This technique of moving the camera from one side to the other is called panning. Panning can also be used for faster objects, such as the people on bikes in Hoi An, Vietnam.

Hoi An Vietnam bicycle banana seller

ISO 100, 1/30s @ 17mm. Copyright Aloha Lavina.

Capturing motion is simple and fun, and the resulting images spice up your travel photography. Why not try it today?

Up next: Spice up your travel photography by eating lots of colors, right here on Imagine That!

_________________
Welcome back and thanks for reading Imagine That! To keep updated with new posts, subscribe to Imagine That! by clicking on the RSS Feed button on the upper right of the Homepage.

You might also like:
Playing with Monochrome Picture Mode
Don’t Put Away Your Camera Away After Sunset
Be a Photographer, Not a Lens Changer
Let the Light Inspire You
The Beginner’s Guide to Photography’s Holy Trinity
11 Ways to Build a Better Photo

Two women walk down an alley in Hoi An, Vietnam.

Playing with Monochrome Picture Mode

Spice up your travel photography tip # 2: Play with Monochrome Picture Mode

Sometimes, I get too serious.

I mean, walking around in a place I haven’t been, enthralled by all the new things I see, I sometimes forget that the best thing to do with my camera is play. That’s right, play: that state of experimental joy that feels good in itself because it’s relaxed and holds no pressure.

Walking around in Hoi An in the middle of the day, it is hot. The shadows are sharp, the light is harsh. The common response is, put the camera away, have a superb Vietnamese coffee, and practice portraits by people watching, take a nap in the air-conditioned hotel room until the light softens and turns a warmer color in the late afternoon.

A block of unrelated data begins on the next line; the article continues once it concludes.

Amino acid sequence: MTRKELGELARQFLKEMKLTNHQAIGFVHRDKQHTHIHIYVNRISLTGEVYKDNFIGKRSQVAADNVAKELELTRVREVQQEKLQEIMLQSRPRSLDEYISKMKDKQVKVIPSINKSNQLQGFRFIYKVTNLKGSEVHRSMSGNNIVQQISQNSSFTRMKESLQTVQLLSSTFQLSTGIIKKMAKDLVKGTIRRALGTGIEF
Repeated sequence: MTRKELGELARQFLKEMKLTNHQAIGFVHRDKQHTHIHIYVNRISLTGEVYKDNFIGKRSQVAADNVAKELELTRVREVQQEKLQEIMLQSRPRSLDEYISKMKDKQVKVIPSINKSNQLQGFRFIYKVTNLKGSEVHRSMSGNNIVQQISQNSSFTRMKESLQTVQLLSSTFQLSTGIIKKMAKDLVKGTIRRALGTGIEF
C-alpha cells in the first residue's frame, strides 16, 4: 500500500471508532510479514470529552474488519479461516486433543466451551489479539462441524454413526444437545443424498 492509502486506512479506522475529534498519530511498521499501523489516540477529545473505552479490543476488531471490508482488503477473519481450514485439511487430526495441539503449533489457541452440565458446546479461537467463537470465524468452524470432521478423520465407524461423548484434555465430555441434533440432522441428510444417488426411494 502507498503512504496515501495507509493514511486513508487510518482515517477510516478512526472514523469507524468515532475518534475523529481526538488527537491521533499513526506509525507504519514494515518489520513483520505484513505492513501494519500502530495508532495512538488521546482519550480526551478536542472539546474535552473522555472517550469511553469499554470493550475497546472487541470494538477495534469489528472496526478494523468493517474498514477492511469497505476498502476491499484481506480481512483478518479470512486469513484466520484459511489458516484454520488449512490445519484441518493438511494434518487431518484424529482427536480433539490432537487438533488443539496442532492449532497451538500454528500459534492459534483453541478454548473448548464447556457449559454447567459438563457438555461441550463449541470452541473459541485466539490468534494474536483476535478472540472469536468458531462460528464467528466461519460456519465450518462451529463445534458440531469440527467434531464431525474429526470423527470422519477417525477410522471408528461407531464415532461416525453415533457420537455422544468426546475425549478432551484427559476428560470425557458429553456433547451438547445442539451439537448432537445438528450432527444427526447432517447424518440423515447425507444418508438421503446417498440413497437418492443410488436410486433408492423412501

Or, keep walking with the camera on Monochrome Picture Mode and make some monochrome images.

I decided to play with this feature of the 7D and learned some new things.

Shoot in RAW + JPG

Ducks on a motorbike, Hoi An Vietnam.

Ducks on a motorbike at the market, Hoi An Vietnam. Copyright Aloha Lavina.

Most dSLRs now allow you to choose both RAW and JPG as the output files when you shoot. RAW isn’t really a picture file per se; it’s a composite of all the information the camera gets when you take a photo. So if you choose Monochrome Picture Mode and shoot in RAW, you’re still taking all the good stuff from the scene you captured even though the image shows up monochromatic in your LCD display. Shooting the extra JPG file gives you a ‘true’ monochrome image, processed in camera.

Play with Exposure Compensation

Shooting JPGs will allow you to hone your skills in shooting black and whites. The fun part of shooting black and white is getting to use and learn about exposure compensation. This is the ‘plus’ and ‘minus’ calibration line you see on the top display of the camera. Plus on a Canon means you compensate by ‘adding’ more light or overexpose, and minus on a Canon means you compensate by ‘subtracting’ light or underexposing. What do these pluses and minuses do? They actually allow you to make images darker (minus) or brighter (plus). (And you can use exposure compensation even when you shoot in color.)